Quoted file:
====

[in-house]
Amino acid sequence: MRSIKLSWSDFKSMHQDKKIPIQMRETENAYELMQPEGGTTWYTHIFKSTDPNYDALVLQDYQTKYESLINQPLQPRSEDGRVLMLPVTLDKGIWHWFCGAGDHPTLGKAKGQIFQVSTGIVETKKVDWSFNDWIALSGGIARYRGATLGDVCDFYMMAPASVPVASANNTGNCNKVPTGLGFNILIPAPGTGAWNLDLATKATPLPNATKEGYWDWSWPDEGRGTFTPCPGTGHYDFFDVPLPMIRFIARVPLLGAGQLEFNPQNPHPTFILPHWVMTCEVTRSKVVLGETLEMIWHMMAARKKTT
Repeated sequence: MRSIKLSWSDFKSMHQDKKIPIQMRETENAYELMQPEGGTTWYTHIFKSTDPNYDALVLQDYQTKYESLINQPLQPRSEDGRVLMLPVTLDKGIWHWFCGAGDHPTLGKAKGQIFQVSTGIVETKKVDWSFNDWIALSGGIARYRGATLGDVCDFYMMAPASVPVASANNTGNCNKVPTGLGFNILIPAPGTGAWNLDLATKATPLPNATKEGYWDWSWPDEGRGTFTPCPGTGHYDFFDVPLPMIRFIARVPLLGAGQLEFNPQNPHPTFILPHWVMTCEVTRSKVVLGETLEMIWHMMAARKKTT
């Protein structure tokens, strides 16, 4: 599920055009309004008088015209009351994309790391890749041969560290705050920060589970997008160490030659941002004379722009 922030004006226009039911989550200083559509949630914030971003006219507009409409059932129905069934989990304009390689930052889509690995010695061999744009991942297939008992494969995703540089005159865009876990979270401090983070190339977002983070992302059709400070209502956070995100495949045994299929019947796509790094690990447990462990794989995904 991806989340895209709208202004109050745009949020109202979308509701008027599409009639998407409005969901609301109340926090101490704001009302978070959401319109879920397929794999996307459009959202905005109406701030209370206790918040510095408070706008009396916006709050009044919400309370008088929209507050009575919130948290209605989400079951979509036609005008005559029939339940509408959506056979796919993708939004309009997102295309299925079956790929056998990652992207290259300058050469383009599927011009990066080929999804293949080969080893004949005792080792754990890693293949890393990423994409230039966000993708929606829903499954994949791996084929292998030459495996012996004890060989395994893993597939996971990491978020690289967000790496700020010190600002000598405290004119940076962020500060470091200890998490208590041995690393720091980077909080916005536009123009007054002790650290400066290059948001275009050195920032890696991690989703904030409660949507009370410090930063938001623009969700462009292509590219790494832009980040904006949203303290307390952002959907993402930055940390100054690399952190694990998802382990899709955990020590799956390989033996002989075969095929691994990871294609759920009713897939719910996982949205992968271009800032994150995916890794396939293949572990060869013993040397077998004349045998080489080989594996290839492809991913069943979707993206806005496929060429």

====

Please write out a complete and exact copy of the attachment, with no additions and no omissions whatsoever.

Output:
[in-house]
Amino acid sequence: MRSIKLSWSDFKSMHQDKKIPIQMRETENAYELMQPEGGTTWYTHIFKSTDPNYDALVLQDYQTKYESLINQPLQPRSEDGRVLMLPVTLDKGIWHWFCGAGDHPTLGKAKGQIFQVSTGIVETKKVDWSFNDWIALSGGIARYRGATLGDVCDFYMMAPASVPVASANNTGNCNKVPTGLGFNILIPAPGTGAWNLDLATKATPLPNATKEGYWDWSWPDEGRGTFTPCPGTGHYDFFDVPLPMIRFIARVPLLGAGQLEFNPQNPHPTFILPHWVMTCEVTRSKVVLGETLEMIWHMMAARKKTT
Repeated sequence: MRSIKLSWSDFKSMHQDKKIPIQMRETENAYELMQPEGGTTWYTHIFKSTDPNYDALVLQDYQTKYESLINQPLQPRSEDGRVLMLPVTLDKGIWHWFCGAGDHPTLGKAKGQIFQVSTGIVETKKVDWSFNDWIALSGGIARYRGATLGDVCDFYMMAPASVPVASANNTGNCNKVPTGLGFNILIPAPGTGAWNLDLATKATPLPNATKEGYWDWSWPDEGRGTFTPCPGTGHYDFFDVPLPMIRFIARVPLLGAGQLEFNPQNPHPTFILPHWVMTCEVTRSKVVLGETLEMIWHMMAARKKTT
């Protein structure tokens, strides 16, 4: 599920055009309004008088015209009351994309790391890749041969560290705050920060589970997008160490030659941002004379722009 922030004006226009039911989550200083559509949630914030971003006219507009409409059932129905069934989990304009390689930052889509690995010695061999744009991942297939008992494969995703540089005159865009876990979270401090983070190339977002983070992302059709400070209502956070995100495949045994299929019947796509790094690990447990462990794989995904 991806989340895209709208202004109050745009949020109202979308509701008027599409009639998407409005969901609301109340926090101490704001009302978070959401319109879920397929794999996307459009959202905005109406701030209370206790918040510095408070706008009396916006709050009044919400309370008088929209507050009575919130948290209605989400079951979509036609005008005559029939339940509408959506056979796919993708939004309009997102295309299925079956790929056998990652992207290259300058050469383009599927011009990066080929999804293949080969080893004949005792080792754990890693293949890393990423994409230039966000993708929606829903499954994949791996084929292998030459495996012996004890060989395994893993597939996971990491978020690289967000790496700020010190600002000598405290004119940076962020500060470091200890998490208590041995690393720091980077909080916005536009123009007054002790650290400066290059948001275009050195920032890696991690989703904030409660949507009370410090930063938001623009969700462009292509590219790494832009980040904006949203303290307390952002959907993402930055940390100054690399952190694990998802382990899709955990020590799956390989033996002989075969095929691994990871294609759920009713897939719910996982949205992968271009800032994150995916890794396939293949572990060869013993040397077998004349045998080489080989594996290839492809991913069943979707993206806005496929060429």